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Created before Nov 2016
Last update: 2016-10-19 00:14:13 BankTrack
Ibrahim Ciftci, Greenpeace Mediterranean, Finance Campaigner
Ioana Ciuta, CEE Bankwatch Network, Energy coordinator
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|Sectors||Coal Electric Power Generation, Oil and Gas Extraction|
About SOCAR Aegean Refinery
SOCAR Turkey Enerji plans the construction of a coal thermal power plant co-fired with petro-coke from the refinery, which it intends also to supply with electricity. While the coal plant is essentially an integral part of the refinery project, the environmental and social impact assessments have been separated, and the coal plant has been excluded from the due diligence on the refinery project. The coal plant will have two phases to construct a facility with a total capacity of 1,335 MW. Two separate EIAs have been done so far. These EIAs were contested by local opposition, and consultation meetings about the EIAs were cancelled due to protests. The approval of the EIA for phase one has been challenged in court, and the approval of the EIA for phase two is pending.
The owner and operator of the Aegean Refinery is STAR Rafineri A.S., a joint stock company incorporated under the laws of Turkey. The joint venture is now 81.5% owned by SOCAR TURKEY Enerji A.S., 100% subsidiary Azerbaijan's oil company, and 18.5% owned by TURCAS Rafineri Yatirimlari A.S., 99.6% subsidiary of Turcas Petrol A.S..
The proposed location of the refinery and the coal plant interferes with a geothermal resource and with plans to develop a 50 MW geothermal-solar hybrid power plant. Buhar Enerji holds a 30-year operating license for a geothermal project on the site of the planned greenfield refinery, which was issued a year prior to the license for the refinery project, resulting in ongoing legal disputes.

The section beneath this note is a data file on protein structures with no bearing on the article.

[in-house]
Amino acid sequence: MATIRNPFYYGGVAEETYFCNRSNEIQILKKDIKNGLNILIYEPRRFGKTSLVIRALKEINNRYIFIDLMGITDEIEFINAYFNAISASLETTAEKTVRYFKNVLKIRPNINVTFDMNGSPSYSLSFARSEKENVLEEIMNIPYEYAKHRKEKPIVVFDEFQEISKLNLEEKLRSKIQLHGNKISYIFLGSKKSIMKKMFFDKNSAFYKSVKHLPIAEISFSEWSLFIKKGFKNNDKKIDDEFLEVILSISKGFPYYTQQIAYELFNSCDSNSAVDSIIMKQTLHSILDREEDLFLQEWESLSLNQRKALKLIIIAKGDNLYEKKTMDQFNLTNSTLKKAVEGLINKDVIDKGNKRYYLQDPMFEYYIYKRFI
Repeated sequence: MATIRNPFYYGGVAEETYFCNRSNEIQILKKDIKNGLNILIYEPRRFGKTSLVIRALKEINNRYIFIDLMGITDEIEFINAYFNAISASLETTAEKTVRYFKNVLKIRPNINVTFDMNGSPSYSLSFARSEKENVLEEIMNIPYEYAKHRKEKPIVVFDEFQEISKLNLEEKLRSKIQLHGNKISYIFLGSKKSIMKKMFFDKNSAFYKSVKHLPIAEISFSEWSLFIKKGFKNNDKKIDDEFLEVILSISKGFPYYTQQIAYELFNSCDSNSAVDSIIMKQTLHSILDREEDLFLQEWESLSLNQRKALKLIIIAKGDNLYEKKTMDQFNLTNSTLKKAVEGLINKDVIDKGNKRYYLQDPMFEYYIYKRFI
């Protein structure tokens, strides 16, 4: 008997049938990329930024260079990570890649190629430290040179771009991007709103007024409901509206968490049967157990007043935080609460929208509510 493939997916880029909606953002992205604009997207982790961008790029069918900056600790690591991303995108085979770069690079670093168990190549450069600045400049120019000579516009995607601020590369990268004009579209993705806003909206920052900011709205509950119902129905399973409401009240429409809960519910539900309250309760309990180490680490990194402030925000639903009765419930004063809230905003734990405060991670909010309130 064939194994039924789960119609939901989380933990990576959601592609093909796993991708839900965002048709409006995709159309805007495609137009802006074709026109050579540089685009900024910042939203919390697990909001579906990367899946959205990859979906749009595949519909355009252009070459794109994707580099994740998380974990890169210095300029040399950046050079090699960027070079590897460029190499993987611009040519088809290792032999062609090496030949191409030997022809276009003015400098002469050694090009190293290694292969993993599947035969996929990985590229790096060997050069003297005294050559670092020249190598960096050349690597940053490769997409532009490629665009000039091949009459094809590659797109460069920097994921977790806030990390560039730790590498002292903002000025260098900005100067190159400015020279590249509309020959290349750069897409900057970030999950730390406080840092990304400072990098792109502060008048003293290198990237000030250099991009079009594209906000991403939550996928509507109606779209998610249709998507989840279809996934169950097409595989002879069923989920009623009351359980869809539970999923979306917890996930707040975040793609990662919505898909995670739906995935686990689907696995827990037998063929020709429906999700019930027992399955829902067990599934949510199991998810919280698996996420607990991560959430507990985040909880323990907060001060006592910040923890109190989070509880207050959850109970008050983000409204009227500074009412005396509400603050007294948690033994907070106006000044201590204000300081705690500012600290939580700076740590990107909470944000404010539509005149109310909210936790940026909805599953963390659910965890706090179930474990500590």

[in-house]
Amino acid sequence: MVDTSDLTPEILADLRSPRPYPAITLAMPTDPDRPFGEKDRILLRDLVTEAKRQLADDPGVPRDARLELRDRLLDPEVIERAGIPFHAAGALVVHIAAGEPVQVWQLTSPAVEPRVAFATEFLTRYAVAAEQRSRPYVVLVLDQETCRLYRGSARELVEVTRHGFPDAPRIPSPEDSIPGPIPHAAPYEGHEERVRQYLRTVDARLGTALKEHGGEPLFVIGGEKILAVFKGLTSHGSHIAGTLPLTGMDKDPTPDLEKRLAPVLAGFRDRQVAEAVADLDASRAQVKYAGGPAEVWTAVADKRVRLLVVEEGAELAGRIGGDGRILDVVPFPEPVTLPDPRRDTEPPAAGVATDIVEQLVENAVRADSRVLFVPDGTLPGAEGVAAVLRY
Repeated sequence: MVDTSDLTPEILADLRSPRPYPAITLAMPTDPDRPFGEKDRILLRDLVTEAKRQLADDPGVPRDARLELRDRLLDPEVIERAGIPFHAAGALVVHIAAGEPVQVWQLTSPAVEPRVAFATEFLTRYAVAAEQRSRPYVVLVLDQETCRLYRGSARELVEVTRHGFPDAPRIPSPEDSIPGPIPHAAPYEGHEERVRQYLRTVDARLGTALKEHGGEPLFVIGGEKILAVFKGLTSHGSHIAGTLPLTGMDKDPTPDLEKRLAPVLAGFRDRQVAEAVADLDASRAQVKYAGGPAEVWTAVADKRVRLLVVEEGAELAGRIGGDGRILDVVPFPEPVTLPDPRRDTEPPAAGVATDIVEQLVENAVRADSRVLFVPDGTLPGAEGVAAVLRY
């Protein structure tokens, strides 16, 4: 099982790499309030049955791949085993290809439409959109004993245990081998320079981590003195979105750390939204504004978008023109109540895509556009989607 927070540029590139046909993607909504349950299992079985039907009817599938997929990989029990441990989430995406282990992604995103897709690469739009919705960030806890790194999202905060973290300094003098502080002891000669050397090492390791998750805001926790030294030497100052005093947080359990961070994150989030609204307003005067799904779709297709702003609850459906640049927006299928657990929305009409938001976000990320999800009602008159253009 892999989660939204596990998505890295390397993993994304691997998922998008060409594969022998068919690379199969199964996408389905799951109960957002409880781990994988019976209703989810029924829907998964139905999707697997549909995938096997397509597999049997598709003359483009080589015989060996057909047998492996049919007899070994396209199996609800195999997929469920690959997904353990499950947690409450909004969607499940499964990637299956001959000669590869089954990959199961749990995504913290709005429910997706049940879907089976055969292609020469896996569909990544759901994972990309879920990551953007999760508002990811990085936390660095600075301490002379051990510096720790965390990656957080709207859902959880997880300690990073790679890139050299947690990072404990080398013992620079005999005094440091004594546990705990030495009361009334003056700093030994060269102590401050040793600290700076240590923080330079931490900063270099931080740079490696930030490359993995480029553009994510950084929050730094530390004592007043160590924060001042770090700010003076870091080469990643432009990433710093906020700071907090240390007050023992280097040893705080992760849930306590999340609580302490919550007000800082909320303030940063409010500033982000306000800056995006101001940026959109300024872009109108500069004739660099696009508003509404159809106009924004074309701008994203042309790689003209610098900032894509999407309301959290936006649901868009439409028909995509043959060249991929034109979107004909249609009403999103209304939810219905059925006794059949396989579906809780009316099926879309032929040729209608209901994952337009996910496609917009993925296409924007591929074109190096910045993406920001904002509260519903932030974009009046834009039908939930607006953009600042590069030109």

What must happen
- Banks should not finance this project.
- The Turkish government should withhold permit until court cases with Buhar Enerji and the EIA court cases have been resolved.
- The Turkish government should regulate and enforce the cumulative environmental impact assessment for highly industrialized and polluted areas, such as Aliaga.
Social and human rights impacts
Buhar Enerji has managed to get a court investigation underway that notes that excavation works of the refinery are continuing in the absence of a legal construction permit and proper health conditions for workers. They move so fast that some workers unfortunately lost their lives in this unregulated excavation works.
Environmental and climate impacts
As designed now, the refinery and coal power plant would restrict access to a valuable geothermal energy resource. The geothermal reservoir is owned by the Turkish state and Buhar Enerji has been granted a 30-year operating license at least one year prior to that for the refinery. The EIA makes no reference to the geothermal reservoir and no stakeholder consultations have been held on this topic.
There are approximately 3,000 businesses in the Aliaga region, 100 of these are big polluters, representative for industrial sectors such as petro-chemistry, steel and iron production, fertilizer, cement and pulp factories, fuel storage etcetera. The local industry generates 25% of Turkey's dangerous waste, according to local environmental group Aliaga Environmental Platform. However, none of the new facilities have conducted a cumulative assessment when preparing the EIA.
In 2010 Socar sued Buhar Enerji to have its 30-year geothermal power operating license canceled so it would not pose any obstructions for their refinery plans at the same location. Their oil refinery license was subsequently given 13 months after. They lost that case, just like a large number of other cases. However, none of these decisions have stopped the excavation works they are doing for their refinery. They are simply moving ahead in an attempt to reach a point of no return for the project.
In February 2014 the Turkish government passed a law to resolve the four-year-long legal dispute between Socar and Buhar Enerji in Socar's favor. The legislation, called the Socar law by Turkish media, gives a panel of three government ministers the right to cancel geothermal licenses that clash with infrastructure or energy projects "in consideration of the public good and the needs of the economy."
Applicable norms and standards
Historic win for frontline communities: plans for coal power project in Turkey shelved
Fossil fuel giant Socar abandoned its coal power project in Aliağa, İzmir. Communities in Aliağa, Turkey, who have been resisting the construction of coal power plants in the region for decades, have achieved a significant victory. Azerbaijan’s state-owned energy company Socar, has decided to shelve plans to construct an integrated 672 MW coal power plant in Aliağa, İzmir (source Bankwatch).
SOCAR refinery financed at US$3.29bn, largest project finance deal to date in Turkey